Pershing County Men Plead Guilty to Killing Wild Horses
Reno, Nev. – Two Pershing County men pleaded guilty in federal court today to killing multiple wild horses in November 2009 on federally-managed lands in northern Nevada, announced Daniel G. Bogden, United States Attorney for the District of Nevada.
"The intentional and malicious harassment, abuse and killing of federally-protected wild horses should not and will not be tolerated," said U.S. Attorney Bogden. "As this case demonstrates, our office will fully pursue and prosecute criminal violations to the fullest extent provided by the Wild Free-Roaming Horses and Burros Act of 1971."
Todd Davis, 44, and Joshua Keathley, 36, both of Lovelock, Nevada, pleaded guilty before U.S. Magistrate Judge Robert A. McQuaid, Jr., to a criminal information charging them with maliciously harassing, shooting and killing five wild, free-roaming horses on November 28, 2009, in the Bureau of Land Management (BLM) Buckhorn Horse Management Area of Northern Washoe County, Nevada. The defendants were charged with the killings on March 10, 2010, and they pleaded guilty today to the charges as filed. There were no plea negotiations and no plea agreement.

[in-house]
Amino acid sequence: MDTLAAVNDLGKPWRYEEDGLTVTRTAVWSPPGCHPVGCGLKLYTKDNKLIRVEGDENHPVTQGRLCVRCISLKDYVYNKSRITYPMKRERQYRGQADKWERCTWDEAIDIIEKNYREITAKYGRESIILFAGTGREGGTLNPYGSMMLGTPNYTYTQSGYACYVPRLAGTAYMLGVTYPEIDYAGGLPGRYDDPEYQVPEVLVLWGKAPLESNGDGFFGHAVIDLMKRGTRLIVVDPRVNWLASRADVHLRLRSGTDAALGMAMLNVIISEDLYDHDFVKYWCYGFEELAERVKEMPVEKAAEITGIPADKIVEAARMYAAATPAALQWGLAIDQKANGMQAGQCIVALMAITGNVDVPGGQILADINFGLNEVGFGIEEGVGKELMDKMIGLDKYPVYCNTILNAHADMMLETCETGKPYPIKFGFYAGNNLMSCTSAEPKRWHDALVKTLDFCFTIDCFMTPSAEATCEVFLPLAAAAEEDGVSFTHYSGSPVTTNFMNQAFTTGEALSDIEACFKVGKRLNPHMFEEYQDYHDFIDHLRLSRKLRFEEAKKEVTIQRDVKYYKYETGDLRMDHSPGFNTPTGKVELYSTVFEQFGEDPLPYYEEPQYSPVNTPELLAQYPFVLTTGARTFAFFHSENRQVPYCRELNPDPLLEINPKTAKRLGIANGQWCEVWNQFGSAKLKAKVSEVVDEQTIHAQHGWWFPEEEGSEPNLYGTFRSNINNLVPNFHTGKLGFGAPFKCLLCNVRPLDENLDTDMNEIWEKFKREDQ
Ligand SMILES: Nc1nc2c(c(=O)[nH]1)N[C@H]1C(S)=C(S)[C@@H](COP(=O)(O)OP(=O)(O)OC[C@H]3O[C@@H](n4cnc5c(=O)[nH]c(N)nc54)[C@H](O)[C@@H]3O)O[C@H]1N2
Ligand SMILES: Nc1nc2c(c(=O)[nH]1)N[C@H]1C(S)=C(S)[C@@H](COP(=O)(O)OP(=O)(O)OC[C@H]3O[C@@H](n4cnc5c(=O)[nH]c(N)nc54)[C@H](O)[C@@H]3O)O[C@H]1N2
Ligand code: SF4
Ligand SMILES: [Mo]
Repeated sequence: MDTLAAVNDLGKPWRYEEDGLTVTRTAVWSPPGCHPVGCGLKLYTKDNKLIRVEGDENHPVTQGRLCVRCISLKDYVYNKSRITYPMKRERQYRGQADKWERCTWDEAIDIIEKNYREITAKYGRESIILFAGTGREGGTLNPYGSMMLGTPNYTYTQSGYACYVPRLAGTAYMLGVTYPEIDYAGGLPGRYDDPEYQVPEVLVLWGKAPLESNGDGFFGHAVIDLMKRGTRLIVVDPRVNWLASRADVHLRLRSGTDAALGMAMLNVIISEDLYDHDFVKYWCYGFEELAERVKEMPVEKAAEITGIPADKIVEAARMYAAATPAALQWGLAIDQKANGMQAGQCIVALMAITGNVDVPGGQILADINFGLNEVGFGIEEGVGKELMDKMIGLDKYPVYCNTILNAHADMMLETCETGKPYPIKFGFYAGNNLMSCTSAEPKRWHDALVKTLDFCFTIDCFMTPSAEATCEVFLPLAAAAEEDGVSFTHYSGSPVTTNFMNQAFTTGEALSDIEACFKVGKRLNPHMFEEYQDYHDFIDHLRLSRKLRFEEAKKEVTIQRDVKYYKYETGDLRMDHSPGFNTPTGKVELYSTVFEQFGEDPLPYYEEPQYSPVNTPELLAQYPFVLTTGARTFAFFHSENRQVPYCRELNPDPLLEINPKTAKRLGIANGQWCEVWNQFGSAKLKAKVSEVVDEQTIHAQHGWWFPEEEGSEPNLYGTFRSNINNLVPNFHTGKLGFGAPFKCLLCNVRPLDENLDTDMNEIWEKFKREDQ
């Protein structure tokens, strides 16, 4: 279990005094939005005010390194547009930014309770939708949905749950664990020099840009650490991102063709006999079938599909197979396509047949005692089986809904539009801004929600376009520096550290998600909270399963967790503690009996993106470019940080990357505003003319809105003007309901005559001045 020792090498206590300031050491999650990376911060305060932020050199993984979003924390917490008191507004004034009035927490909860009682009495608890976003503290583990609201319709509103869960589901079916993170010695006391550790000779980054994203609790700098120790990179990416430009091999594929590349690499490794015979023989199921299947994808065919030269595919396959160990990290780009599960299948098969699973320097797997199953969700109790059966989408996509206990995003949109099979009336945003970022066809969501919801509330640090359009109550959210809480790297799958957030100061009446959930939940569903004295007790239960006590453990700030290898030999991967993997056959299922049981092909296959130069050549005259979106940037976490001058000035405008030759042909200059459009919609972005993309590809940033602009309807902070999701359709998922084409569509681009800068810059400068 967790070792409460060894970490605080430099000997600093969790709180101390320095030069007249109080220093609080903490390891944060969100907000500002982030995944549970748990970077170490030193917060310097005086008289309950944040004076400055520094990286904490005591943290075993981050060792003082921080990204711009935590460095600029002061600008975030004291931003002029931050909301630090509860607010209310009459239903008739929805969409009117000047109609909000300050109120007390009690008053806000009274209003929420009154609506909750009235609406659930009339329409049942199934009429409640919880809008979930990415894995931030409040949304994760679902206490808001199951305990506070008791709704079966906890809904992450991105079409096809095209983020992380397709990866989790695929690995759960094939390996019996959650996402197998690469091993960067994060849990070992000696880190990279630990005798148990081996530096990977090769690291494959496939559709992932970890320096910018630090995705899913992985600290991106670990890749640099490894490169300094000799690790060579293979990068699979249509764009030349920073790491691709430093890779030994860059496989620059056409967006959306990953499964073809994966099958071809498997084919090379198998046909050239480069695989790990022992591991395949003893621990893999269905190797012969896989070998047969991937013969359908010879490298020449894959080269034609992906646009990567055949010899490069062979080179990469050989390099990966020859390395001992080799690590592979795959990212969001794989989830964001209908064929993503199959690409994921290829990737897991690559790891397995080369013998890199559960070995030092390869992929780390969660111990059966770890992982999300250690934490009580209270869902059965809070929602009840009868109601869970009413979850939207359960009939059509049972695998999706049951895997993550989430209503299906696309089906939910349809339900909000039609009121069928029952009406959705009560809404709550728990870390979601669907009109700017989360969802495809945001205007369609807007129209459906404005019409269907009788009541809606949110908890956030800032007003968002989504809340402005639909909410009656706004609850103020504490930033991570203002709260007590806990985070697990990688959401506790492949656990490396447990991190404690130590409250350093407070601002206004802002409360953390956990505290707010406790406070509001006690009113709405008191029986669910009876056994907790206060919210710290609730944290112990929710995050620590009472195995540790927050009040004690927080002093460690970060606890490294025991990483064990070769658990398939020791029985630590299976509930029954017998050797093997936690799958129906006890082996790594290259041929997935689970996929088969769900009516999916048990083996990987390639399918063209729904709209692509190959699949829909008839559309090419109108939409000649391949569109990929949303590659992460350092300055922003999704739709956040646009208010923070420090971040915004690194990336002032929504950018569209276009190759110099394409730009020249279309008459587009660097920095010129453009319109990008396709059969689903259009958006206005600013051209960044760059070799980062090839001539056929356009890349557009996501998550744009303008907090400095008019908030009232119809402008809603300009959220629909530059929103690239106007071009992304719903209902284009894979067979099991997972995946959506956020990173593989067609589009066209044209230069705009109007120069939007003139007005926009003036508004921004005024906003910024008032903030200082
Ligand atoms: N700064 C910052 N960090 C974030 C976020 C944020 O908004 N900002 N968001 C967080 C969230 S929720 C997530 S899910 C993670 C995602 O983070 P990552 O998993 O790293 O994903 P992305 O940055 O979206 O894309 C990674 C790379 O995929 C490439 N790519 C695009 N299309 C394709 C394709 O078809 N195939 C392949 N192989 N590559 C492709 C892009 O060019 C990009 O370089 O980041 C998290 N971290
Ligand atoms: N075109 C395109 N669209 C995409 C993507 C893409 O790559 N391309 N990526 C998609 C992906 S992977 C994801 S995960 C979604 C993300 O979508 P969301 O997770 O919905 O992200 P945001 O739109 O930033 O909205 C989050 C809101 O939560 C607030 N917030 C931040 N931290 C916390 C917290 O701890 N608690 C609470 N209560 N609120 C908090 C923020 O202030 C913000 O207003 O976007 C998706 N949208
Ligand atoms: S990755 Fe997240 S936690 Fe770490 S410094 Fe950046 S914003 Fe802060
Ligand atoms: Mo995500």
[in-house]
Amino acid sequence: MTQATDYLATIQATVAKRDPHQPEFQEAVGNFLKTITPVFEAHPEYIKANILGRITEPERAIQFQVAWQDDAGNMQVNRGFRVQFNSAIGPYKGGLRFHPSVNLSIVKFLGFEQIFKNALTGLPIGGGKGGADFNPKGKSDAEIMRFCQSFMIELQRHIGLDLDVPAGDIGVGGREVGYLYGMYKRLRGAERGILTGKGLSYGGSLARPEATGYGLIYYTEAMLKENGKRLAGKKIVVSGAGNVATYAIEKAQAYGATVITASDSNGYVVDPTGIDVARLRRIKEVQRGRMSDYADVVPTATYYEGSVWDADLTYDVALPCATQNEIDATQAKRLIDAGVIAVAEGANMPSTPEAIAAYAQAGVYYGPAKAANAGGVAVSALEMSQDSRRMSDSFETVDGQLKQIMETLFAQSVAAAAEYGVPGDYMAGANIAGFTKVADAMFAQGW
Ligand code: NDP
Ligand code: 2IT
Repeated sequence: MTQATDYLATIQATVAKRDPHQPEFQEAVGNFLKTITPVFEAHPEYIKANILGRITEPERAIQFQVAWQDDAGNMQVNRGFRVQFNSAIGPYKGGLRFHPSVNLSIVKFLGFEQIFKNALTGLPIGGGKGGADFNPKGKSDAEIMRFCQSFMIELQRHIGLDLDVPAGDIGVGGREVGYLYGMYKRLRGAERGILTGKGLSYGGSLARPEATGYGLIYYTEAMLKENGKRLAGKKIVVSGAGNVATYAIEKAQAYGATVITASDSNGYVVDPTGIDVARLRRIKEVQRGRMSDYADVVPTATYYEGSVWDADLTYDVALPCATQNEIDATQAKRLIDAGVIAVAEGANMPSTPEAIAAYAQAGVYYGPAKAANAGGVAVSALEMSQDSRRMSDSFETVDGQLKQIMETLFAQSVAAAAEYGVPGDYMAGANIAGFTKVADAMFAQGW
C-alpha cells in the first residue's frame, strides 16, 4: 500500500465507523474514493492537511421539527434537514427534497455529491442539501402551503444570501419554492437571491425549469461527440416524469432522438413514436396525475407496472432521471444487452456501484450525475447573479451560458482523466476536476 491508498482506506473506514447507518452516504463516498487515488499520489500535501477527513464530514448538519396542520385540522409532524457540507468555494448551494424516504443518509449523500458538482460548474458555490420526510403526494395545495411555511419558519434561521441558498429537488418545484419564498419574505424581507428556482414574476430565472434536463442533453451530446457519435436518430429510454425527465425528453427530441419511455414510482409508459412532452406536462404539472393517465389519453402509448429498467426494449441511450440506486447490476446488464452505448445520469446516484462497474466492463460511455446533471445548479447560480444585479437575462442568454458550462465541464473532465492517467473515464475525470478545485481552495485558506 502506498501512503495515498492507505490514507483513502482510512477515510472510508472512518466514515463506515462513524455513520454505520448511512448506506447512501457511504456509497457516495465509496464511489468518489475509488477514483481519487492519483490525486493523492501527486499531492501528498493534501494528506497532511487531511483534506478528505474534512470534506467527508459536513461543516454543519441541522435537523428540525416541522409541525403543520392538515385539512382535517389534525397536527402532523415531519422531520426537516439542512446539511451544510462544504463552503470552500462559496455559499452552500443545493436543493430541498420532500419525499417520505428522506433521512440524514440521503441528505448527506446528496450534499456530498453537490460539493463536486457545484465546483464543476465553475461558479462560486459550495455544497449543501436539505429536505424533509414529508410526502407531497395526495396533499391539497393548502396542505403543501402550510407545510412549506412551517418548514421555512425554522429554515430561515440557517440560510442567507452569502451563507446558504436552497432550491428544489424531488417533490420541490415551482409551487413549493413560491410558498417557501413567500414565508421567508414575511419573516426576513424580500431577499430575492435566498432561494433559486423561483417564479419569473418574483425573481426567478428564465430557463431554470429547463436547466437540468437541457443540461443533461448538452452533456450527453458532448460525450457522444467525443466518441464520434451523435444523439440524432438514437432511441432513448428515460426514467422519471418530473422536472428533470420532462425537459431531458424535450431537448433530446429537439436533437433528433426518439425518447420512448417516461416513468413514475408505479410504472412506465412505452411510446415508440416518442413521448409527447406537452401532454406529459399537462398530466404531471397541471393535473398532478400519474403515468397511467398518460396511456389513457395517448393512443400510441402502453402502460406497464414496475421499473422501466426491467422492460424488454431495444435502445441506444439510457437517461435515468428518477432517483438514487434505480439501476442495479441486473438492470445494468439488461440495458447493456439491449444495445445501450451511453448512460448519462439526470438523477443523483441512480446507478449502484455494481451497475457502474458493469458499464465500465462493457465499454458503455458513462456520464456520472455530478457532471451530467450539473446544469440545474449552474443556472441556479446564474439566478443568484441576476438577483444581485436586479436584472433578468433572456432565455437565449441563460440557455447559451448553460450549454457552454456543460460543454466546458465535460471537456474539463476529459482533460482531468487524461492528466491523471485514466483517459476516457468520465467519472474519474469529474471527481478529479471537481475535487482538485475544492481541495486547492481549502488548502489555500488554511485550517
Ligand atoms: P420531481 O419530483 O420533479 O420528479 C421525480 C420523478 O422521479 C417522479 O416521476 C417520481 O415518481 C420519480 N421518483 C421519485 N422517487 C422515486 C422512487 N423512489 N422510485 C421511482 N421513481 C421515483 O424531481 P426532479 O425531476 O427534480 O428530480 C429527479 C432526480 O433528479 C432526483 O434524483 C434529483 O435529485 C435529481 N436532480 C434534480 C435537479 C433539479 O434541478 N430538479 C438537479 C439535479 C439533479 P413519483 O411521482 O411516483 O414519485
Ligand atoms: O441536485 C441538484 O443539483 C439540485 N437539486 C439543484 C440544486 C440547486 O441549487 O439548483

According to the court records, on or about November 28, 2009, Davis and Keathley drove to Northern Washoe County to look for locations to set traps. Davis, who was driving, stopped when he saw eight to 10 wild horses. Davis and Keathley exited the vehicle, and Keathley shot one light-colored horse with an AR-15 rifle and observed the horse fall to the ground. Keathley then handed the rifle to Davis, and Davis shot at the rest of the horses and saw approximately three horses fall. Davis and Keathley shot and killed a total of five wild, free-roaming horses. Prior to leaving the scene, Keathley picked up eight to 10 spent ammunition casings.
Judge McQuaid set sentencing for the defendants for September 14, 2010, at 2:00 p.m. The defendants face up to one year in prison and a $100,000 fine.
The investigation was conducted by BLM's Office of Law Enforcement and Security California State Office in Redding, California, with the assistance of the Lovelock Police Department, the Washoe County Sheriff's Office, the Washoe County Forensic Services Division, the Nevada Department of Wildlife, and the California Department of Fish and Game. The Humane Society of the United States and the State of Nevada Commission for the Preservation of Wild Horses also contributed to the investigation.